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Working Paper Number rsm2018-15
Aleia Clark Fobia, Casey M. Eggleston, Gerson D. Morales, Jessica L. Holzberg, Amber Henderson, Mandi Martinez, David Tuttle and Jennifer Hunter Childs
Component ID: #ti1785581104

Abstract

The Census Bureau is required by law to inform respondents about access to and protections of the data it collects from them. For example, required messages include topics such as who has access to respondent data, what their data are used for, and, how data are kept confidential. These and other requirements are not only spelled out in various federal laws, but are also consistent with the Census Bureau’s principles of openness and transparency. For example, the Paperwork Reduction Act (PRA) requires that we tell respondents the authority under which data is collected, the purpose for the survey, an estimate of burden, whether responses are voluntary or mandatory, the extent of confidentiality protection, an approval number from the Office of Management and Budget (OMB) and a statement that an agency may not conduct a collection without the approval number. A general review of the messages the Census Bureau presents respondents to explain data access and confidentiality found them to be not consistent across decennial census and ongoing surveys and recommended research on options for this messaging.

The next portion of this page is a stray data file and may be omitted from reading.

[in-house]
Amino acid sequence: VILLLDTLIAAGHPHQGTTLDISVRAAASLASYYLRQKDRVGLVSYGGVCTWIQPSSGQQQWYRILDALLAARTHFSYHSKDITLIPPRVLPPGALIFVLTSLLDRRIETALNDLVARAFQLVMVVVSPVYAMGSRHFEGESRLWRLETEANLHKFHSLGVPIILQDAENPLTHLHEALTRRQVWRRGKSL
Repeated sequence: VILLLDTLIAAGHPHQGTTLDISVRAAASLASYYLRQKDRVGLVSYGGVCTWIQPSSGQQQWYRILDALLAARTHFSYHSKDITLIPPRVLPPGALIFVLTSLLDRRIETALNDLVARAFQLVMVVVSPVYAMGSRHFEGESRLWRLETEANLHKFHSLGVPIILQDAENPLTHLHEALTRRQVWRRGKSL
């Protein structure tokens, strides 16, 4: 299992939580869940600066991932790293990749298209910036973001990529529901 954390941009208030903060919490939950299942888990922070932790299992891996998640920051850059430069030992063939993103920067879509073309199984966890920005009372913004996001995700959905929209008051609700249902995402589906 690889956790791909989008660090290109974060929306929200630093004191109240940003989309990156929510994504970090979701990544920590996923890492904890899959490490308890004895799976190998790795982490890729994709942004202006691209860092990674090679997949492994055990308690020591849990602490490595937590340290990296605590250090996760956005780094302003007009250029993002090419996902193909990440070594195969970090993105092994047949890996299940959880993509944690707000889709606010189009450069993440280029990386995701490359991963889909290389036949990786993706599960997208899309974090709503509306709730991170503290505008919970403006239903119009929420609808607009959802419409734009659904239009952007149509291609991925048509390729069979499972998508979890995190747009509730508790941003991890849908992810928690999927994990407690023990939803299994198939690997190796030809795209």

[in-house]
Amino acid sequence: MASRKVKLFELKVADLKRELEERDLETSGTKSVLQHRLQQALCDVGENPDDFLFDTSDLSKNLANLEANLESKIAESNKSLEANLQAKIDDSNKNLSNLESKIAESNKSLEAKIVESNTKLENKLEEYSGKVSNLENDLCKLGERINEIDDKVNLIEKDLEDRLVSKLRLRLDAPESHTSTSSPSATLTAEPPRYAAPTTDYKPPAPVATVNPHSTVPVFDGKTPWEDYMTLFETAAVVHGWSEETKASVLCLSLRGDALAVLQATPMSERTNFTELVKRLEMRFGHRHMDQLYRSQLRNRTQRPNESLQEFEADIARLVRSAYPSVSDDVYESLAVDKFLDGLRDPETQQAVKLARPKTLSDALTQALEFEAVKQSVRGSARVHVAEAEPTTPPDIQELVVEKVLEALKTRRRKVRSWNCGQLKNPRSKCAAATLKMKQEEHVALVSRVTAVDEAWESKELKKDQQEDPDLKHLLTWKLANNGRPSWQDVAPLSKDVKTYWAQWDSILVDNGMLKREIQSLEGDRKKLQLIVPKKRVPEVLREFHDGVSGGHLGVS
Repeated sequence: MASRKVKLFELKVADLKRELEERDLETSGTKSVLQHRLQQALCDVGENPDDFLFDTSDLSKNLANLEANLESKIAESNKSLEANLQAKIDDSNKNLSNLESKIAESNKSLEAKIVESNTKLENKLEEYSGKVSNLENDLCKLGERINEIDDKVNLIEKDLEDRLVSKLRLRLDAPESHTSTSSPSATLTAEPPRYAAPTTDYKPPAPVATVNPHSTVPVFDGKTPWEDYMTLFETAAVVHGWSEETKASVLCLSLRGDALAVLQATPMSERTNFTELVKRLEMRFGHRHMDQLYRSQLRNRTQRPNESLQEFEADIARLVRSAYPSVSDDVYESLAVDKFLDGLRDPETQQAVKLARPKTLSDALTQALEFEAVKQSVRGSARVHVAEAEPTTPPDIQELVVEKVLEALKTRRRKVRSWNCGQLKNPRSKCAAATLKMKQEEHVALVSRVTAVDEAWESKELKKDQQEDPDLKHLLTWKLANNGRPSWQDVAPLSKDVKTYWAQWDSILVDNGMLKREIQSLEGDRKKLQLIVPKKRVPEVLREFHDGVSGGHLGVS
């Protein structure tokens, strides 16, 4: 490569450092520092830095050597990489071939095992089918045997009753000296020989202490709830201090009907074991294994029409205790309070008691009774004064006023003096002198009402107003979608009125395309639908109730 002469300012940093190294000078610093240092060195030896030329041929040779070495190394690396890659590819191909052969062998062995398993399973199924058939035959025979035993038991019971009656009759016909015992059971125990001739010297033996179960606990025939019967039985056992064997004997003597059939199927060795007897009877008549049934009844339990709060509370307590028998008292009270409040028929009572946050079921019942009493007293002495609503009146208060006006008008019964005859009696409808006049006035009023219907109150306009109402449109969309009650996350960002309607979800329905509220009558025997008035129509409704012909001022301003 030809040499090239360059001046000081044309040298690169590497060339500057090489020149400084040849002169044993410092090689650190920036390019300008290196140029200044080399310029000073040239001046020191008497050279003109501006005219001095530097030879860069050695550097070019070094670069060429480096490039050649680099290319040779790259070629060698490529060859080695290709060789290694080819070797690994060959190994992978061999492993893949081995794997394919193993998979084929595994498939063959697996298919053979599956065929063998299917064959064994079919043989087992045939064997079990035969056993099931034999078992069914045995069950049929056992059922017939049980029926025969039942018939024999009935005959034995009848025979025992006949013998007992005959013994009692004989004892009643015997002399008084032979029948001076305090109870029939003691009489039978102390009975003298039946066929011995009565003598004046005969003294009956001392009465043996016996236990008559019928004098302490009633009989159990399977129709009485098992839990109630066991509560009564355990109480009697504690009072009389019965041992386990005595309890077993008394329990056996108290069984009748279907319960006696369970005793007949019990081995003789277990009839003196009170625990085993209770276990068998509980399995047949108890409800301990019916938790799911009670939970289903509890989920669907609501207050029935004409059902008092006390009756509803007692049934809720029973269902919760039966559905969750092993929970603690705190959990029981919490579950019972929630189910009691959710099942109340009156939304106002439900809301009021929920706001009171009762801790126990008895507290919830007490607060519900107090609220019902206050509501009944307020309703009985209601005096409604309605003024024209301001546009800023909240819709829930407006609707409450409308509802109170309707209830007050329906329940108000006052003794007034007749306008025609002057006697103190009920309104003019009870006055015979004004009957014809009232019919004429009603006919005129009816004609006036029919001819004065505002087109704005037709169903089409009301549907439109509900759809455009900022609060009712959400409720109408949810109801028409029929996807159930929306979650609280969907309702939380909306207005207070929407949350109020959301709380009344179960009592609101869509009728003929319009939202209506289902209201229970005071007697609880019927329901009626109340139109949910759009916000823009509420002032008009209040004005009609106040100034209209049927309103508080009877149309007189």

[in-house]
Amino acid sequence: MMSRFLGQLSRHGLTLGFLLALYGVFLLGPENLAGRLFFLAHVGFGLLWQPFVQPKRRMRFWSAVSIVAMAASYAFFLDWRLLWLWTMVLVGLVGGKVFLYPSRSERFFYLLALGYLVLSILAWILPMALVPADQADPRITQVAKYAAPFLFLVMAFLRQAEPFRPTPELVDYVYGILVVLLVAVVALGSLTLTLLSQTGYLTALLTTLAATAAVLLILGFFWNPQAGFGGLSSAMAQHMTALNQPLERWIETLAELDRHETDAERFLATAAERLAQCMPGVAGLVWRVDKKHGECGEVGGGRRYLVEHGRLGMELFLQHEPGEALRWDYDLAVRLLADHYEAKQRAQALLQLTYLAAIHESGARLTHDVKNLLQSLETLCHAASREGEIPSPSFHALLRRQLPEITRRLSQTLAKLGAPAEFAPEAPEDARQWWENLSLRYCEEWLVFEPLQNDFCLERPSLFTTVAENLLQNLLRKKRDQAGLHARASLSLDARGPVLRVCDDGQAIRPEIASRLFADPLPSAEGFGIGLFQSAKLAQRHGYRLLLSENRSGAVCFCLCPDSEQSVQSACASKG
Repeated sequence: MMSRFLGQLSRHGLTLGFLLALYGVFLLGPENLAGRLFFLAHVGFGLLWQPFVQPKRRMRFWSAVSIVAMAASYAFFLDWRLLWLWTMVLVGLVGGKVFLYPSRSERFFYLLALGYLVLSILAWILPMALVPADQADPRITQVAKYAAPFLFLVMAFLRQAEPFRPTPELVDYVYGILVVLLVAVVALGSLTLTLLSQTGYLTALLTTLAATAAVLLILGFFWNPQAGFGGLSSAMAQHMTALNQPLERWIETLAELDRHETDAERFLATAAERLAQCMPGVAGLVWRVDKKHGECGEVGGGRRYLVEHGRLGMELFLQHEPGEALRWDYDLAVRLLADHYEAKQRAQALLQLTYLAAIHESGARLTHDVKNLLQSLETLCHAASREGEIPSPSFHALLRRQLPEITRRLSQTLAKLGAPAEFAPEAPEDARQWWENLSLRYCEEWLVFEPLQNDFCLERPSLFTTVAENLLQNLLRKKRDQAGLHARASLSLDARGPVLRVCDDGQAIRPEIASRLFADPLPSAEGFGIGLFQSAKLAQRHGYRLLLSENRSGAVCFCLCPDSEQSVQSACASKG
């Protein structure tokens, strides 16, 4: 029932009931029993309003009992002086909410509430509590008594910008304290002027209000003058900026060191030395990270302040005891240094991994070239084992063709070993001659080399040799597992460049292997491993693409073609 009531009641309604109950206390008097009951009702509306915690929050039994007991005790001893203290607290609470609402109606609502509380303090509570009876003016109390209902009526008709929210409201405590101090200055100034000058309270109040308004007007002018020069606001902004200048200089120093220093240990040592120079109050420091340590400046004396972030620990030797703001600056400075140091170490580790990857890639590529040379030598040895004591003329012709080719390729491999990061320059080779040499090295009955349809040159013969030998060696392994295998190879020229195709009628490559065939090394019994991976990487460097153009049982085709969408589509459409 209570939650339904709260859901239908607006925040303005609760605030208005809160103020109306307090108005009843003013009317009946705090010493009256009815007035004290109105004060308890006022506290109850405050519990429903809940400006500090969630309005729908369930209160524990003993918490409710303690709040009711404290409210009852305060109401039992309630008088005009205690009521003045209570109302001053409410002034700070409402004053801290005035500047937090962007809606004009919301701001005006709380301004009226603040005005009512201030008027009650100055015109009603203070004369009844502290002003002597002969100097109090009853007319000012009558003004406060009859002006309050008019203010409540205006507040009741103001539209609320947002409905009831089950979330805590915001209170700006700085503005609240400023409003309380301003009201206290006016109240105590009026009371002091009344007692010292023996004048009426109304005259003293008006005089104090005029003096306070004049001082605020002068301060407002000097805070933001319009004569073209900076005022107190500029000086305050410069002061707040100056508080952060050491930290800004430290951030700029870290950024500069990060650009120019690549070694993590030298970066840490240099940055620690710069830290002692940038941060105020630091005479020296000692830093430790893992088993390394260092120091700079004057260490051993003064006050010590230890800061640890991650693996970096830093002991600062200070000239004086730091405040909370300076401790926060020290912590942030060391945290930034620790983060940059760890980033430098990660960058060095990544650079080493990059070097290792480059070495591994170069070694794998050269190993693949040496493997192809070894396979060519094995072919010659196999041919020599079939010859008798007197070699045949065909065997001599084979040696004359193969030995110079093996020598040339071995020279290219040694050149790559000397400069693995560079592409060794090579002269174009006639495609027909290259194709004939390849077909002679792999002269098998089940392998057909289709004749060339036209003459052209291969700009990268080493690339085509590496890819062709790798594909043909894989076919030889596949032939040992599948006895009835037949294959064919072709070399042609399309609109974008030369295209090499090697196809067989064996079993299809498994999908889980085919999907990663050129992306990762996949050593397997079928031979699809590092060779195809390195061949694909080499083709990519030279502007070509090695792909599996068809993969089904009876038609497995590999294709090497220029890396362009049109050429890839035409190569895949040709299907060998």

In response, staff from the Center for Survey Measurement (CSM) conducted cognitive testing of the range of the Census Bureau’s respondent messaging concerning privacy and confidentiality. This research was designed to explore various ways of communicating the required description of access to data collected by Title 13, as well as various other language required by the Paperwork Reduction Act (PRA). Testing was designed to identify the messages that were clear to respondents and communicated the intended messages, with the goal of standardizing the messages across Census Bureau collections.

This research project was two-staged, starting with a large online study exploring many possible options for this language, followed by a smaller-scale cognitive test of those options that seemed most viable and reliable based on findings from the larger study. Online data collection for this study was conducted from late November to mid-December 2015. The follow-up cognitive testing was conducted from early February to late March 2016 with thirty participants who were interviewed in-person. This report documents findings from both stages of this study. Final recommendations include language that is clear and easy to understand for respondents and avoids vague and complex language.

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